The suju is picked up and brought over the tea bowl. Slowly the water is poured into the bowl. The white inside of the tea bowl flowers with water spots as the hot water seeps into the small imperfections of the bowl. After enough water has filled the bowl, about one centimeter of depth, the suju is placed back at top the tea warmer.

One once again sits in meditation for a few minutes with ones hands in Seon as the heat penitrates, warms, and purifies the bowl and mind. The bowl is then grasped with both hands and is brought to the dan tian. The bowl then angled such that the water almost reaches the distal edge of the bowl then the water is brought around the bowl almost touching the edge clockwise. When the water once again reaches the distal lip of the bowl, the water is discarded into the dirty water bowl, the tae soo gi.

The pure white hemp cloth is then slowly unfolded, ones mind follows shortly afterwards. It is then placed over the bowl.

The tea caddie is grasped with both hands and pulled to the dan tian. The lid is removed, the subtle odour from the tea released, and the lid is placed in the spot where the caddie sat on the grey matting. The bamboo scoop is picked up and placed over the lip of the tea caddie and two scoops of leaves are removed from the caddie. The leaves are placed on the white hemp cloth. The lid is replaced and the caddie is put back.

The suju is picked up once again and brought about a foot over the tea bowl. The warm water is poured in an outward spiral pattern starting in the center of the bowl and very slowly spiraling outward. As the warm water embraced the leaves a wonderful subtle green forest odour is emitted.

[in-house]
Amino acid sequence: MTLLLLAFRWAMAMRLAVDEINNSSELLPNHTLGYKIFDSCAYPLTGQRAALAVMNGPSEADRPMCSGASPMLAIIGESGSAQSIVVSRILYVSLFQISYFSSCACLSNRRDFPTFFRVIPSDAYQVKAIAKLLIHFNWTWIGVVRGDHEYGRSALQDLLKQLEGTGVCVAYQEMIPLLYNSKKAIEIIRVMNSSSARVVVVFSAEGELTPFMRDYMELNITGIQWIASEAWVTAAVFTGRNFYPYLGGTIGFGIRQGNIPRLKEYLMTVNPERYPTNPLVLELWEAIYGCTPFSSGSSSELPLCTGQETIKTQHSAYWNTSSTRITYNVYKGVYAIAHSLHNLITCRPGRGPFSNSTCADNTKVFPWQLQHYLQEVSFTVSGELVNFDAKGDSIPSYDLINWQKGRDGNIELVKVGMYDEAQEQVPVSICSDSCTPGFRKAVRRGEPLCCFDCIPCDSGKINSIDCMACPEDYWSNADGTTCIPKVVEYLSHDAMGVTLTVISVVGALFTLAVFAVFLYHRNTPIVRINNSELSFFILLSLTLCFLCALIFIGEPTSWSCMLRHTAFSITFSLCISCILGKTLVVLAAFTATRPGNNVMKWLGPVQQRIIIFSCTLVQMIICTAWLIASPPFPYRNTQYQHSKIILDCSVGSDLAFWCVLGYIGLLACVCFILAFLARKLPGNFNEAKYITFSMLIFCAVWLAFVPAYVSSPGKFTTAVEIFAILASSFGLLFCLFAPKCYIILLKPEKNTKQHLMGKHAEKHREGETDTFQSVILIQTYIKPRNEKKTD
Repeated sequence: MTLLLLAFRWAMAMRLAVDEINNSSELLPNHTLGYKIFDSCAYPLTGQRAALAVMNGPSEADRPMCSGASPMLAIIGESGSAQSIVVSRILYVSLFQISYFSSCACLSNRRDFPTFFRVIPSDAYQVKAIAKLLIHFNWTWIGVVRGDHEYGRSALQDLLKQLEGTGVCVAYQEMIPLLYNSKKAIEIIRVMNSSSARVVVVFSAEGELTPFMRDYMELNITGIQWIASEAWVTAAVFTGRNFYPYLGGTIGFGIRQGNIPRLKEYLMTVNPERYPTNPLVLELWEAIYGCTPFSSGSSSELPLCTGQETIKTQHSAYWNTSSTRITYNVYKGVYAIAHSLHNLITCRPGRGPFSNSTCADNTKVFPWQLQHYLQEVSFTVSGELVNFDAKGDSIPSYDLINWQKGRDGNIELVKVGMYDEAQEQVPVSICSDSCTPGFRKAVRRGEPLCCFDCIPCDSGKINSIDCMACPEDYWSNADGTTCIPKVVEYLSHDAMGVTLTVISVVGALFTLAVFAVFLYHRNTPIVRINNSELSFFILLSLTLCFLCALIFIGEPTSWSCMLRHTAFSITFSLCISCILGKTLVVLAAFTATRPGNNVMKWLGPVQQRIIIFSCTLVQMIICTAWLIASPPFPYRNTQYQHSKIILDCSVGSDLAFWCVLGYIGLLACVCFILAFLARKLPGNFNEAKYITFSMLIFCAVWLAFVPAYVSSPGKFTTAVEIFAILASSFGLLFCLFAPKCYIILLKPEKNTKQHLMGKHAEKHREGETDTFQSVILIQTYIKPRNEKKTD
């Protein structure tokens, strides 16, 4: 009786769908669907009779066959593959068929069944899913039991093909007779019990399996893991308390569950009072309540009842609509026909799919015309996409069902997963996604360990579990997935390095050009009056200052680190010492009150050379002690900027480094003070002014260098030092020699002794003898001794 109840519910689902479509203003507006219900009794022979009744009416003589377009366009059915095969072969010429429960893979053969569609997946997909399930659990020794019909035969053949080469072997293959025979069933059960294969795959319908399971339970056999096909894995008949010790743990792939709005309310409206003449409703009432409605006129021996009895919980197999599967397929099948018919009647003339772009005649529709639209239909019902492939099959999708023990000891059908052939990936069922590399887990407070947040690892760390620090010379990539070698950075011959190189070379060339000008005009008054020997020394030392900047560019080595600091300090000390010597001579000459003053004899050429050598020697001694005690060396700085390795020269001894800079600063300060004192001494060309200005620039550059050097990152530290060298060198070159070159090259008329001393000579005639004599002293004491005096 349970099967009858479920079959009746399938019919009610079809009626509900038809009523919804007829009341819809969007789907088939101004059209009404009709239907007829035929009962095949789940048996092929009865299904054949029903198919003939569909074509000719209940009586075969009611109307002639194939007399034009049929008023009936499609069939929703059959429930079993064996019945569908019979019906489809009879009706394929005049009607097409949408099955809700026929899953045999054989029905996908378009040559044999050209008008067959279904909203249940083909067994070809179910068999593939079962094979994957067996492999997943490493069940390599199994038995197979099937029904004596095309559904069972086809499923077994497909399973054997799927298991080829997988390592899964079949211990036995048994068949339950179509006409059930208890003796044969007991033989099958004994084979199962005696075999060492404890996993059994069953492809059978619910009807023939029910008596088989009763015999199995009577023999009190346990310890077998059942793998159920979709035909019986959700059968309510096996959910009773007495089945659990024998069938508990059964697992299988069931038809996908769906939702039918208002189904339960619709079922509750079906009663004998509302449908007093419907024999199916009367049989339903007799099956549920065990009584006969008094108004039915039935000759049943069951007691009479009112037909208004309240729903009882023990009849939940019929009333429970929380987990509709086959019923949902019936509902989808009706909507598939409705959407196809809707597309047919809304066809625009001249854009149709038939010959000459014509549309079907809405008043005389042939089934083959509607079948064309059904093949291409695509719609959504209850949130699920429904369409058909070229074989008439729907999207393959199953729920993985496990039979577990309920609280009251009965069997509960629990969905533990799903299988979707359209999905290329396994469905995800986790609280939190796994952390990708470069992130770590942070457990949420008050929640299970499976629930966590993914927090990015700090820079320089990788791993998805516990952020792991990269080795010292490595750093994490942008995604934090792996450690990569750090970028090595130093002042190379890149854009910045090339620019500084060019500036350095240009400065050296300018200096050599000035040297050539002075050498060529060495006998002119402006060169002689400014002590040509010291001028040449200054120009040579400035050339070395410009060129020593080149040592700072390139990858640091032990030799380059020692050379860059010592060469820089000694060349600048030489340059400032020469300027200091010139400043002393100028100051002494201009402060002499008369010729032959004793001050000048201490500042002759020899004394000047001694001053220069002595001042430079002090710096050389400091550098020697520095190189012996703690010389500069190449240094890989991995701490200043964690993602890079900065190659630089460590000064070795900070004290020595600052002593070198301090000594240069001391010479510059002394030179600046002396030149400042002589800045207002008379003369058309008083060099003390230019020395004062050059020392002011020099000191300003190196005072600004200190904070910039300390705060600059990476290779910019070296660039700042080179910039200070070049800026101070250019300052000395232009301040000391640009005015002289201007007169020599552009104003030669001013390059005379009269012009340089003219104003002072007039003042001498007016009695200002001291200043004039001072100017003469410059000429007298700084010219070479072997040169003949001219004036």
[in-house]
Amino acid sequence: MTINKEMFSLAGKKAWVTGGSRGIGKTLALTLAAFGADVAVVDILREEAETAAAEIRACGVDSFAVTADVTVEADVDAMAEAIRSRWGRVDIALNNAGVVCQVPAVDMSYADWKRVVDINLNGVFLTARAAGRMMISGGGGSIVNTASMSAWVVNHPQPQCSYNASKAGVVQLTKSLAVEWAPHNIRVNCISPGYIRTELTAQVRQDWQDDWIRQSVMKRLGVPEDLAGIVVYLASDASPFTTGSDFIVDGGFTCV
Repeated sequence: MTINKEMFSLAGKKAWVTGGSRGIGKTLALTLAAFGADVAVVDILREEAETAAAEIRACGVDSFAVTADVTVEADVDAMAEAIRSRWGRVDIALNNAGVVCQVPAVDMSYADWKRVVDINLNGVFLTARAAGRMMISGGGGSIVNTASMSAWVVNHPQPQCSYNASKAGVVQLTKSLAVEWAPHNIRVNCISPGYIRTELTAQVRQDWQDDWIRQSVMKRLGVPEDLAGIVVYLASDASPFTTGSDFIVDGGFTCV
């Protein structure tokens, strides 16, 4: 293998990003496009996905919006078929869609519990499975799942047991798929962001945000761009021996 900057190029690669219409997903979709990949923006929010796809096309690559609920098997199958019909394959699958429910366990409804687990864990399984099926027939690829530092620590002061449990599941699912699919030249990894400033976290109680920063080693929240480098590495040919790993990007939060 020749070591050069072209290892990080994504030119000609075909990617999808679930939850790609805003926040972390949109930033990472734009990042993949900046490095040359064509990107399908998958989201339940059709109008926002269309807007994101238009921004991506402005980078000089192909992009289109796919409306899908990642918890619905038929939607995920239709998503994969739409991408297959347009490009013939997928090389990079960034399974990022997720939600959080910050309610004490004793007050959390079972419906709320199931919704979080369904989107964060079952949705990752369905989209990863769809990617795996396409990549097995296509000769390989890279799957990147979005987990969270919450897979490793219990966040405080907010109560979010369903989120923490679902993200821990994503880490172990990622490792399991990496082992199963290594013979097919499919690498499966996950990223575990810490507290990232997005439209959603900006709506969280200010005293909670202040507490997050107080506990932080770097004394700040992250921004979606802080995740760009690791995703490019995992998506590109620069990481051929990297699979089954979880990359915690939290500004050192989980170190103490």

The suju is placed back on the warmer and the hemp cloth is folded up so as all the remaining tea liquor can drain. When the last dew-like drops have seeped out, it is placed aside.

The soft green colour of the liquor in the bowl is admired. The bowl is grasped with two hands and lifted up to the head in offering. The tea bowl is brought to the lips and the tea is imbibed.

The taste is soft, subtle, fresh green forest with pine nut nuances. The mouthfeel is full in the mouth and has a light, smooth-fuzziness to it. The aftertaste has a soft frosty, barely sweet, edge with subtle creamy-floral tastes.

The qi pushes ones mind just a touch deeper in meditation.



charlotte billabongk said...

Very interesting. I imagine quite well this ceremony. Tea prepared in mindfulness and great concentration is a very intense moment, just being present to the present...

I'm also glad to find information on korean tea culture on your blog. Since several months, I've been looking all over the web for korean tea information, and it's not so easy. So thanks for sharing, it's actually very precious for my researches.

Thanks again.

Em said...

It looks like Korean tea is blowing up right now in the blogosphere, especially from those who went to the World Tea Expo, but this is the best post I've seen about it so far.

Matt said...

charlotte billabongk,